Hope this helps.... somewhat at least.  Welcome to that "Old Philips" smell.

 

 

pat17
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pat17 replied on Tue, Mar 5 2019 1:47 AM

Hey Tinman,

Thanks for the response. Totally get it. I'm definitely familiar with the typical smell of anything designed and manufactured in the 80s. Has its own charm, for sure.

This is definitely that coupled with something much stronger. I've also been in electronics labs long enough to know the smell of something that's hotter than it wants to be - which is a bit of what this smell is. Also slightly chemical.

As far as my sensitivity to it, the unit is in our living room and you can easily smell it in the adjacent rooms after being plugged in for an hour or so. My wife text me the next day when I was at work saying she needed to unplug it because it was giving her a headache. We had a friend over that night and they also immediately smelled "something weird" as soon as they came in the door and it had been unplugged for a couple of hours.

I can completely appreciate it has it's own smell that may never go away, but I am certain this is quite extreme. You definitely don't need your nose anywhere near the rear vents to smell it, much less think it's very strong.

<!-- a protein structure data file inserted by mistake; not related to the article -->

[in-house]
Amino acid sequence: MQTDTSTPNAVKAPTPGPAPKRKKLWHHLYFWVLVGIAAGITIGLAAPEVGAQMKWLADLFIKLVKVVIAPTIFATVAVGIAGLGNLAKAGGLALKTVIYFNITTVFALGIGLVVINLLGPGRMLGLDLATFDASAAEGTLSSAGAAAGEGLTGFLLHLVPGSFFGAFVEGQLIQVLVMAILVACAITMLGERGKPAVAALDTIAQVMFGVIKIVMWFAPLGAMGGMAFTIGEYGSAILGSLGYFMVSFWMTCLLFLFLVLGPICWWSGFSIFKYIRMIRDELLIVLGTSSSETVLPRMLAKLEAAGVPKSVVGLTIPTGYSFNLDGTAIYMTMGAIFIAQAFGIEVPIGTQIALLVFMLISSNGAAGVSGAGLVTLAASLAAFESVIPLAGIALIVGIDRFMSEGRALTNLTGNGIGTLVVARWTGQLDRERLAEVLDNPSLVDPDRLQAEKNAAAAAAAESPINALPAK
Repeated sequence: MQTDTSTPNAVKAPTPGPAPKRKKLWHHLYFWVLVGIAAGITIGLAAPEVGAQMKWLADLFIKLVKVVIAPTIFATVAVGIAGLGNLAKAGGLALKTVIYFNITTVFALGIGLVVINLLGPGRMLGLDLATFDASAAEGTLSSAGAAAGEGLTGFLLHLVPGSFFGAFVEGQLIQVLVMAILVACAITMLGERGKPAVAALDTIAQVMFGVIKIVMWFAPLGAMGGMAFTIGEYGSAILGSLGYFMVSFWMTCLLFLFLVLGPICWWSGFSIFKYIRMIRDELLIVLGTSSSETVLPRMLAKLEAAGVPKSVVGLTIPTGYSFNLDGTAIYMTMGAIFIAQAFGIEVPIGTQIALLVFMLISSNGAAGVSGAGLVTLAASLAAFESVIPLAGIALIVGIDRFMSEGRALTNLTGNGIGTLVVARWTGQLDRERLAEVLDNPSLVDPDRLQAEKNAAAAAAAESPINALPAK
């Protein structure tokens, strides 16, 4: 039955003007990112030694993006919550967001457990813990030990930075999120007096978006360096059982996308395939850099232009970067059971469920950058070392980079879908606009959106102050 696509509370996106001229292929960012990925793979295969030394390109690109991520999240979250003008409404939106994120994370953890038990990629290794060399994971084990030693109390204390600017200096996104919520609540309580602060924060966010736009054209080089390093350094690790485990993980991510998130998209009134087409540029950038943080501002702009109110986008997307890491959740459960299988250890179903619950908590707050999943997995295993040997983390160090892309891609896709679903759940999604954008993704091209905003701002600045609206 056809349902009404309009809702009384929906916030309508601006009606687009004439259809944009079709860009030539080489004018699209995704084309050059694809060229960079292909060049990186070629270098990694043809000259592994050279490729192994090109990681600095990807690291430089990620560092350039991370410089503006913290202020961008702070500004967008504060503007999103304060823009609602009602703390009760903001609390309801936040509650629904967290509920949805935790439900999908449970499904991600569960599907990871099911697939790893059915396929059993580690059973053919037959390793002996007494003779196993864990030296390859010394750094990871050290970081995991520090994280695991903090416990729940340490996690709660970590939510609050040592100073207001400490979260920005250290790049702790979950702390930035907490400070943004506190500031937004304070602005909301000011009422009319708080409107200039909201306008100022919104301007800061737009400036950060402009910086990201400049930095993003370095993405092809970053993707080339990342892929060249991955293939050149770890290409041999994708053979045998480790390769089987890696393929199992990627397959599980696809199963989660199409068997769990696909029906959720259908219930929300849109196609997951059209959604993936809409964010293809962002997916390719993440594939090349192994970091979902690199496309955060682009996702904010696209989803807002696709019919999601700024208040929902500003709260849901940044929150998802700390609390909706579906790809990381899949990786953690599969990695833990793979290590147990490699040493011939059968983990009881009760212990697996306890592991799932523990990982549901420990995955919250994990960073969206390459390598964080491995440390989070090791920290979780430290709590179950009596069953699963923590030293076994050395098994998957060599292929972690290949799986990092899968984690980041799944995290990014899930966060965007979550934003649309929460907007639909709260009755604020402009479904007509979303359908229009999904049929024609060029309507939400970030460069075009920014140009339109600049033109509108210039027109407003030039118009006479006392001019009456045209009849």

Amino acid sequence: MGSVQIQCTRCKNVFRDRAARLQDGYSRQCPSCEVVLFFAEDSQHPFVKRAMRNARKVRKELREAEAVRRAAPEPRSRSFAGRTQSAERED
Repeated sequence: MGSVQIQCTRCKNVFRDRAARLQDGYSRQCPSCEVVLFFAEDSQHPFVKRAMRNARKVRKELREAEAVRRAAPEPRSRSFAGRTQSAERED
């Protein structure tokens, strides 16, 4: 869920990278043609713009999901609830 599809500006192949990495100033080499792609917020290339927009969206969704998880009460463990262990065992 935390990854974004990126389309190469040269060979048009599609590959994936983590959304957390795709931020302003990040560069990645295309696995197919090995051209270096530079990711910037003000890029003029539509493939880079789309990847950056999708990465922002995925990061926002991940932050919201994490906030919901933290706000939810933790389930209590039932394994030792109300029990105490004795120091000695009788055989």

I can definitely see myself unplugging it while not in use, but even after an hour it's really bad and takes a few hours to dissipate. A coworker suggested it's likely a leaky cap or two somewhere so I may just begin taking boards out one by one and inspecting/checking capacitance. The unit was probably in storage for a couple of years before being given to me. Who knows if the heat/cold affected it and/or being moved around.

Any other suggestions welcome! Thanks again.

Spassmaker
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Hi there

Maybe this is an sugestion:

I've had a bad smelling in a BC 9500 caused by Rersistor R 131 ( 22 Ohm) on the PCB wich is placed in the upper  "Bonnet".

It is a Resistor wich goes directly from the Rail Voltage (13,8 V) to the Capstan Motor of the Casette Deck. I could not figure out what the resistor made burning but i have taken the Motor apart and relubed it as far as i came to the Bearings. Also I pulled out the capstans cleand and relubed them.

The same I 've made with the Fast forward and Reward Pulleys.

But beware of the tiny plastic Ring wich holds the Pulleys on their Axels, it easyly snaps somewhere  and is rather hard to search for, I've made this expirienceCool

Also I mounted a new Belt.

The Deck is in my case the one with only one Belt.

The Casette Deck is always initialised by the Microcontroller when the BC 9500 is connected to the Mains and the Capstan Motor runs for a short time.

The resistor burned right about 2 or 3 seconds  after connectet the BC to main, not always.